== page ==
From the book Arms’ Crossroads – Wallington pp 62 – 65, page 84 – 87 and page 155 by The Wallington Cobblestone Schoolhouse Restoration Committee 1982
The Airport (1946 – 1950)
Bill VanCuyck, familiar to all the residents of Wallington, started the airport in 1946 for his own enjoyment. The land was purchased from Mary Lent and included twenty-seven acres on the Old Ridge and North Geneva Road. The three original runways were built by Stewart Sill, Sr. of Sodus Point and ran north and south 1800 feet; east and west 1100 feet and southeast to northwest 1200 feet. (What is now the Sodus Microd Club).
Bill’s interest in flying started when he learned to fly a glider at the Sodus Glider Club at age 27. The Sodus Glider Club was located on Middle Road where Myers Community Hospital now stands. He went on to get his pilot’s license while working for the U. S. government at Watervielt Arsenal near Albany during World War II.
Bill built three aluminum hangers that were destroyed by a wind storm in 1951, and his first plane, a Piper Cub bought in 1946, was in one of the hangers at the time. Fortunately, the plane was not badly damaged and is still stored in a building beside his machine shop on Ridge Road, east of Sodus. He also owned a Veronica Champion and a 1947 Cruiser in which he and passengers Pete Verburg and “Doc” Messigner made the trip to Flushing, N. Y. at a brisk time of two hours and thirty minutes each way.
The first crop dusting in the area was done out of the Wallington airport by partners Bill Copp and Clayt Smith, who also doubled as stunt flyers with their loop overs and barrel rolls. Pilots Clark Burghdorf and Don Van Lare also tied down planes at the airport. Donald Lowley was a well-known area pilot as well as an instructor.
As you can well imagine, the little Wallington airstrip was the scene for much of the neighborhood’s excitement. A wing was torn from his plane when Oliver Tierson managed to overshoot the runway and hit and elm stump as well as Abe Vanderlesters car. VanCuyck enjoys remembering the pleasure many people had with his free rides, including any of the children of Wallington who had permission slips from their parents. Margaret VanLoan Nichols of the Airport Diner remembers one woman in particular thought there would be no pleasure in getting her feet off the ground. The only way Ada Race would accept her free ride was after a box filled with dirt had been placed on the wing and she kept one foot planted “on the ground”.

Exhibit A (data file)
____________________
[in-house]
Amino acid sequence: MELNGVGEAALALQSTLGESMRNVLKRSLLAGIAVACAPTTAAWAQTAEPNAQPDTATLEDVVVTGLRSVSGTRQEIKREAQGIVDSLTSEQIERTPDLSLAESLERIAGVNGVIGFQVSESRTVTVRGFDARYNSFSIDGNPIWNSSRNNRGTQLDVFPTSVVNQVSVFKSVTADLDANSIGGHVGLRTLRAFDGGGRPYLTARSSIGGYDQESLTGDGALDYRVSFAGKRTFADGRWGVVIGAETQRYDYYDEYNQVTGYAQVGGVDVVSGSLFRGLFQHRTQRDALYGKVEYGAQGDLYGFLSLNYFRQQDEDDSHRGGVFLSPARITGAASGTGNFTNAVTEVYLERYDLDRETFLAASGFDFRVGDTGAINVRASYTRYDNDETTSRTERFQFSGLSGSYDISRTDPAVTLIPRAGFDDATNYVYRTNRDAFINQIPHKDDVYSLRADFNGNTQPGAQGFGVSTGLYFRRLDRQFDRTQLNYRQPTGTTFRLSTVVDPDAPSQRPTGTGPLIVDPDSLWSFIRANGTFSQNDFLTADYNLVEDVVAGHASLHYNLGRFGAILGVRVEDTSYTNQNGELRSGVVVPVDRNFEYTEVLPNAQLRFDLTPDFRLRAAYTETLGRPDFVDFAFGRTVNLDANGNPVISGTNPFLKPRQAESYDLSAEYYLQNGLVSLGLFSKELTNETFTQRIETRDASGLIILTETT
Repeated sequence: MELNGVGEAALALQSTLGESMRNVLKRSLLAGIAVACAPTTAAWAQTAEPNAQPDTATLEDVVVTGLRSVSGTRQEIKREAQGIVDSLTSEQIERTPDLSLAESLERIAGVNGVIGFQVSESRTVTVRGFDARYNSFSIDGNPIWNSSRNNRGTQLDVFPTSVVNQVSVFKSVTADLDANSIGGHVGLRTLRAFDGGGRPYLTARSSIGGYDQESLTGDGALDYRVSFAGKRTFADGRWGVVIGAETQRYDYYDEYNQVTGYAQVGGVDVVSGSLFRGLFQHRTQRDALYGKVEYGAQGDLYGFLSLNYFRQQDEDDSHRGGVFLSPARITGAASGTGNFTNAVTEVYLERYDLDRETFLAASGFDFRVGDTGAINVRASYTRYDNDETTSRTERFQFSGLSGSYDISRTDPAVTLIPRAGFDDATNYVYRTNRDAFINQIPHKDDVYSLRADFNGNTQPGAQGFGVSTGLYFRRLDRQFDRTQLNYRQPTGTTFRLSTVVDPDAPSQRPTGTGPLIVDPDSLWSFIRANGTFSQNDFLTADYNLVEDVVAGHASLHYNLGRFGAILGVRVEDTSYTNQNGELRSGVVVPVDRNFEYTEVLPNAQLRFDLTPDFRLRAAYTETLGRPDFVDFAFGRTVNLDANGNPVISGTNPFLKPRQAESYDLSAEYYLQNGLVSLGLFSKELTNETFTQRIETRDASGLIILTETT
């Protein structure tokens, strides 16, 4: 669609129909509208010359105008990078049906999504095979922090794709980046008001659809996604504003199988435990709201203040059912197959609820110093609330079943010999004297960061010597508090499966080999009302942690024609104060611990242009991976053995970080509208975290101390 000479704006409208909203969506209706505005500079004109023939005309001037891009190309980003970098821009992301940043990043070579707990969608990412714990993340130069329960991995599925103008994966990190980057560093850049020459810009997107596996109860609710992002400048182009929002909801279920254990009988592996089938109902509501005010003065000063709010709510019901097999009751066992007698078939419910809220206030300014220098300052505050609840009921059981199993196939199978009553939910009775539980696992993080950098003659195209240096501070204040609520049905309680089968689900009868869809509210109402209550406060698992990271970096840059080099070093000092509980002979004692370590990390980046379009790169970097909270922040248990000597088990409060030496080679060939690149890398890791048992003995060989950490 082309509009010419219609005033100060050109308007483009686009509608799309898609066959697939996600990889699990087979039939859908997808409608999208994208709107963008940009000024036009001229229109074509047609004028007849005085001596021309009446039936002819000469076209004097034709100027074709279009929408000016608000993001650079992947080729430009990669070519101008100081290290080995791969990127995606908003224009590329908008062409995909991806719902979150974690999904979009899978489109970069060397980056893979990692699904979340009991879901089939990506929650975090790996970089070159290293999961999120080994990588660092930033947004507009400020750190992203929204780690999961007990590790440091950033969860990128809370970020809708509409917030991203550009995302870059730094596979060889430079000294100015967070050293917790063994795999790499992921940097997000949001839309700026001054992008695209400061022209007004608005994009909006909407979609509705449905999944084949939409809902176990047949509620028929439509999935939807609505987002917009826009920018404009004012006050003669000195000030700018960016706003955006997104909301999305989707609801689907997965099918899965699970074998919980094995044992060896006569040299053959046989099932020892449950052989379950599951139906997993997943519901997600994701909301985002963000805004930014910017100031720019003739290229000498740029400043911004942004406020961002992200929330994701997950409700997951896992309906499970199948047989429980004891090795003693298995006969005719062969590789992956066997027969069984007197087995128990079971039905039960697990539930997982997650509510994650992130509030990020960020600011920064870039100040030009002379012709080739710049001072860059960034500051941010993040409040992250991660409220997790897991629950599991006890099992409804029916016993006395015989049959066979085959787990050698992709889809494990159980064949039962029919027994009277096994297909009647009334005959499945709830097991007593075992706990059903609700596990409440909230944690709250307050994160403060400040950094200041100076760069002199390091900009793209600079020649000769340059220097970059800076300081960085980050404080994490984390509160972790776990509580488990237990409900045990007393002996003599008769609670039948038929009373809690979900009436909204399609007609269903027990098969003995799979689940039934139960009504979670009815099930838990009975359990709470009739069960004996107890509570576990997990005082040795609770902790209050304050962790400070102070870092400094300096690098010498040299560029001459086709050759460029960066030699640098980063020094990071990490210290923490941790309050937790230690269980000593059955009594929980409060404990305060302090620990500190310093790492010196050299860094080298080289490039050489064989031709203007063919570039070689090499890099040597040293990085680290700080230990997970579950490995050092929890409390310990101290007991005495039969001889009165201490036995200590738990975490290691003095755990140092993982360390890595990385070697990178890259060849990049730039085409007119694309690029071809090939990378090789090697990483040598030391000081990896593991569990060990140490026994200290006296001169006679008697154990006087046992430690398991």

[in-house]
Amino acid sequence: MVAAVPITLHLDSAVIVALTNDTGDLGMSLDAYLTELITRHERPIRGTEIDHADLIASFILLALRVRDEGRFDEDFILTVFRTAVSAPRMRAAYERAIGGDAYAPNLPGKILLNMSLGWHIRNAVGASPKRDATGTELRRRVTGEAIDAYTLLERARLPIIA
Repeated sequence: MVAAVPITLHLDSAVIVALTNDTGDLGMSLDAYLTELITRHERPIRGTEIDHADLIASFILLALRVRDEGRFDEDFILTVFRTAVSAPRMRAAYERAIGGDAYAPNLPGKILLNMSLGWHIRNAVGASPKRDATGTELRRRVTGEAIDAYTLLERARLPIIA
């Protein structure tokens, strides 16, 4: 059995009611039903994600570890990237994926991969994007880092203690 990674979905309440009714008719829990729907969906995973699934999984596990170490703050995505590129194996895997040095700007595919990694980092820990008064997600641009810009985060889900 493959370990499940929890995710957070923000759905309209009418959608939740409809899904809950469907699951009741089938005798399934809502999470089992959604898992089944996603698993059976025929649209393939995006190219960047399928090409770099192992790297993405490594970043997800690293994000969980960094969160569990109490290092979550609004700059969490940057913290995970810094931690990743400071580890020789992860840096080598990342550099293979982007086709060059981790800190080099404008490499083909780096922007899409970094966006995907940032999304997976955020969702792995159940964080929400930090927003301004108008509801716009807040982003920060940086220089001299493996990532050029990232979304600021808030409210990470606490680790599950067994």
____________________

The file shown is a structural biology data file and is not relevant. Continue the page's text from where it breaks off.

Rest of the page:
The decision to close the airport in 1950 resulted from the fact that Bill could no longer afford the repairs on the planes which he had been renting out at $6 per hour for the Piper Cub and $10 for the Cruiser.
(Because the airstrip was small and also had no landing lights many remember the Canadian pilot landing on South Geneva Road in the field of Adrian Vanderzille, another on near-by Glover Road with still another going a little further — into Sodus Bay.)
The idle strip was put to good use around 1956 when Bill put in a baseball diamond and was the manager of a pony league. Through the years the American Legion team for teen-age boys used the field as well as the Wallington Fire Co. for their donkey baseball games. Presently area softball teams have an active schedule throughout the summer playing season. In 1980 Bill and his wife, Maria, gave permission to the Wallington Cobblestone Schoolhouse committee to fill and use a section of the adjacent airport land north of the school for a parking area. Young and old worked together with saws, rakes and bare hands to clear the trees, brush and poison ivy. Thus ramifications of the “airport” still ripple through the Wallington community.
Another legacy of the airport is the Airport Diner (still in existence) that was built across the street from the airport by Charles Smith and then sold to Margaret Nichols and her first husband Charles VanLoan in 1946. The diner used to sell 50 cent raffle tickets each weekend for a free airplane ride of your choice.